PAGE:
Having raised $500,000 and spent almost one year developing a protocol for building a library of sequence-verified, expression-ready clones of human genes, the FLEXGene Consortium seems poised to make protoemics researchers’ lives a whole lot easier. After all, who wouldn’t want to shave a month or two off the time it takes to clone a gene for expression, and still feel confident the protein is exactly what you think it is?
Josh LaBaer, the driving force behind the project and the director of the Institute of Proteomics at Harvard Medical School, is working busily to make that happen. He and the other members of the consortium’s scientific advisory panel — financial contributors whom he declines to name — are in the midst of completing experiments to test various commercial and academic gene expression technologies, and at the same time completing the business model for the non-profit consortium before heading out to solicit donations.
But still this is just the beginning. Although most researchers would agree on the need for a comprehensive repository of full-length cDNAs, the cost of carrying it out — most notably with respect to verifying that each cDNA has the correct sequence—is somewhat daunting. (LaBaer’s estimates hover around $53 million.) Furthermore, the logistics of the operation are somewhat complicated, given the challenge of keeping costs to a minimum while still maintaining a high quality service.
One of the major challenges so far, LaBaer said, has involved selecting the technology for transforming the full-length cDNAs assembled by the consortium into expression-ready clones. So far, LaBaer and the members of his group at the Harvard Institute of Proteomics have evaluated three: those of Invitrogen and BD Biosciences, and a technique developed by Stephen Elledge of the Baylor College of Medicine in Houston.
FLEXGene hasn’t completed its experiments to test the competing systems, LaBaer said, but nor has the consortium ruled out using more than one. While the prospect of applying multiple technologies to create the clones is appealing because it would prevent FLEXGene from being locked in to one — potentially reducing competitive innovation — the cost of employing more than one would significantly increase, he said. Furthermore, FLEXGene should ideally promote a standard “operating system for biology,” he said, much as VHS has become the standard format for carrying motion pictures on cassettes.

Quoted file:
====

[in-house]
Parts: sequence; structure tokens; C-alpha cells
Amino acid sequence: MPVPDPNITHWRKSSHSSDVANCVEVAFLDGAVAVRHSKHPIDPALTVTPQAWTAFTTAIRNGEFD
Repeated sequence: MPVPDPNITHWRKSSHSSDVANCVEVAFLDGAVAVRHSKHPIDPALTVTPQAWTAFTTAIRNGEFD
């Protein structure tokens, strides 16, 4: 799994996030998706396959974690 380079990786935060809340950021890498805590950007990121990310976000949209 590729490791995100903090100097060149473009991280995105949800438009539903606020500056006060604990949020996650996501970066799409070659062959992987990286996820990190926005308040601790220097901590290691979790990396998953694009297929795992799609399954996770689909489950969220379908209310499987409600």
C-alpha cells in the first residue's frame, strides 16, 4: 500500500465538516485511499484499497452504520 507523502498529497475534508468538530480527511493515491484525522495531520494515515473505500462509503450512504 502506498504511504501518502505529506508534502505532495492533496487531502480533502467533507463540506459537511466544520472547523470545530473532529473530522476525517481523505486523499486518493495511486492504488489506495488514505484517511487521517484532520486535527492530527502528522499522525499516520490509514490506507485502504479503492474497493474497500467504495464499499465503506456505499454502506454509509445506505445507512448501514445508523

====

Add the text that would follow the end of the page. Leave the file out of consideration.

The fundamental idea behind the project, LaBaer added, is to create master clones using one or more of the technologies FLEXGene is testing, and then allow researchers to transfer the cDNA by recombinational cloning to their vector of choice — be it for expression in yeast, mammalian, or insect cells — or to add a specific purification or epitope tag such as green fluorescent protein. Although there are companies that provide a variation on this service, LaBaer said only a public-sector project could make the long-term commitment to ensure that the resource would be available at a high standard in perpetuity.
Yet another question facing LaBaer and FLEXGene’s advisory board is how to distribute the clones once the consortium has collected them in its repository. “We all feel pretty strongly that it ought to be done in the most open possible way, and in a way that maintains commercial competition,” LaBaer said.
To that end, LaBaer said ideally scientists should be able to go through more than one distributor to access the clone of their choice, which would allow the scientist as a consumer to decide on the best balance between cost and quality. “But to be fair, that hasn’t been settled yet,” he said, “although it’s hard to imagine what could convince us to follow another course.”
Finding the money to pay for FLEXGene will also require effort. The consortium has decided to seek private as well as public funds to ensure that the end product — the expression-ready clone — is useful for both pure research as well as commercial purposes, LaBaer said. “If we had built a set of clones just for academic research purposes, we would have saved ourselves an immense amount of time and effort,” he said. “But we think that this is a project that’s going to benefit everybody, and we think everybody should pay for it.”
To collect the necessary $53 million, however, FLEXGene must first complete its business plan, which should settle some of the questions about distribution and management. With that in place, LaBaer said the next step is to go all out to solicit funds, to see whether the support exists to complete the project.
Because FLEXGene is modeled loosely after other successful public/private partnerships, such as the SNP or Mouse Consortium, companies or institutions that sign on at the beginning will have to make a commitment to fund the project until it is completed. “If FLEXGene is going to go it’ll be an all or none deal,” he said. “It’s not the kind of thing where you’re going to bring in a little bit of money, then bring in a little bit more money… it’s going to be, ‘here’s the plan: do you want to sign on or do you not want to sign on?’” Likewise, if FLEXGene doesn’t meet the milestones set at the outset, funding stops, LaBaer added.
As soon as the management structure is put in place, LaBaer hopes to start producing clones sometime this year, and in theory scientists should have access to the clones through distributors shortly thereafter.
As far as the final cost, LaBaer had this to say: “Although it is a lot of money, and I don’t want to belittle the amount of money because it is substantial, it’s a whole lot less than the Human Genome Project — by orders of magnitude.”